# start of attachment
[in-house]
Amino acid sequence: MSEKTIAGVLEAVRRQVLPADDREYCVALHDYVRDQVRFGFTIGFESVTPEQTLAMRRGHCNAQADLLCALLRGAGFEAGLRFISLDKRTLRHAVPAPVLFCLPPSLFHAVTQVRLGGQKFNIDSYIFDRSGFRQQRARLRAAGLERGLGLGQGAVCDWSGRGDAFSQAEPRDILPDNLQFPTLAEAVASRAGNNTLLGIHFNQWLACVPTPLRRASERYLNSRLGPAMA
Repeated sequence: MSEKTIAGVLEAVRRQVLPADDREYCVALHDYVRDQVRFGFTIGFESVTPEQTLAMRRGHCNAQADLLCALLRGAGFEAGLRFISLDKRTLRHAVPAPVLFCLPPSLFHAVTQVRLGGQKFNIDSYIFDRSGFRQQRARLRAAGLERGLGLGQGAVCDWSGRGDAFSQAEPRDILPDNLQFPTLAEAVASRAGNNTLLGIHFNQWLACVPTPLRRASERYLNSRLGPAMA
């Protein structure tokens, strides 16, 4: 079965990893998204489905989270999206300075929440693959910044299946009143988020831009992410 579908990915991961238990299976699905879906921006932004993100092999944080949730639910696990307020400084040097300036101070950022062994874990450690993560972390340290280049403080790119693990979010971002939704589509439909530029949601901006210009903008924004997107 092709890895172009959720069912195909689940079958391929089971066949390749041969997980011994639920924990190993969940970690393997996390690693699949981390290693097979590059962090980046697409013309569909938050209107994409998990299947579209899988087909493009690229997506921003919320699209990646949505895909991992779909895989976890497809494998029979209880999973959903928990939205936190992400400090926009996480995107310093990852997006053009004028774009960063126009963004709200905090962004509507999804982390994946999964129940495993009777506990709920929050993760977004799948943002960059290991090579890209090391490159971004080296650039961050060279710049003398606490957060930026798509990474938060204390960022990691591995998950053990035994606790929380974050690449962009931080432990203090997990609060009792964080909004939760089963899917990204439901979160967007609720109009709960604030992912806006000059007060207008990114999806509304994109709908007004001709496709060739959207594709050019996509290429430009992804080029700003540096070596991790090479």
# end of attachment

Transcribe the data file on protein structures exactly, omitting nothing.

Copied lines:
[in-house]
Amino acid sequence: MSEKTIAGVLEAVRRQVLPADDREYCVALHDYVRDQVRFGFTIGFESVTPEQTLAMRRGHCNAQADLLCALLRGAGFEAGLRFISLDKRTLRHAVPAPVLFCLPPSLFHAVTQVRLGGQKFNIDSYIFDRSGFRQQRARLRAAGLERGLGLGQGAVCDWSGRGDAFSQAEPRDILPDNLQFPTLAEAVASRAGNNTLLGIHFNQWLACVPTPLRRASERYLNSRLGPAMA
Repeated sequence: MSEKTIAGVLEAVRRQVLPADDREYCVALHDYVRDQVRFGFTIGFESVTPEQTLAMRRGHCNAQADLLCALLRGAGFEAGLRFISLDKRTLRHAVPAPVLFCLPPSLFHAVTQVRLGGQKFNIDSYIFDRSGFRQQRARLRAAGLERGLGLGQGAVCDWSGRGDAFSQAEPRDILPDNLQFPTLAEAVASRAGNNTLLGIHFNQWLACVPTPLRRASERYLNSRLGPAMA
């Protein structure tokens, strides 16, 4: 079965990893998204489905989270999206300075929440693959910044299946009143988020831009992410 579908990915991961238990299976699905879906921006932004993100092999944080949730639910696990307020400084040097300036101070950022062994874990450690993560972390340290280049403080790119693990979010971002939704589509439909530029949601901006210009903008924004997107 092709890895172009959720069912195909689940079958391929089971066949390749041969997980011994639920924990190993969940970690393997996390690693699949981390290693097979590059962090980046697409013309569909938050209107994409998990299947579209899988087909493009690229997506921003919320699209990646949505895909991992779909895989976890497809494998029979209880999973959903928990939205936190992400400090926009996480995107310093990852997006053009004028774009960063126009963004709200905090962004509507999804982390994946999964129940495993009777506990709920929050993760977004799948943002960059290991090579890209090391490159971004080296650039961050060279710049003398606490957060930026798509990474938060204390960022990691591995998950053990035994606790929380974050690449962009931080432990203090997990609060009792964080909004939760089963899917990204439901979160967007609720109009709960604030992912806006000059007060207008990114999806509304994109709908007004001709496709060739959207594709050019996509290429430009992804080029700003540096070596991790090479």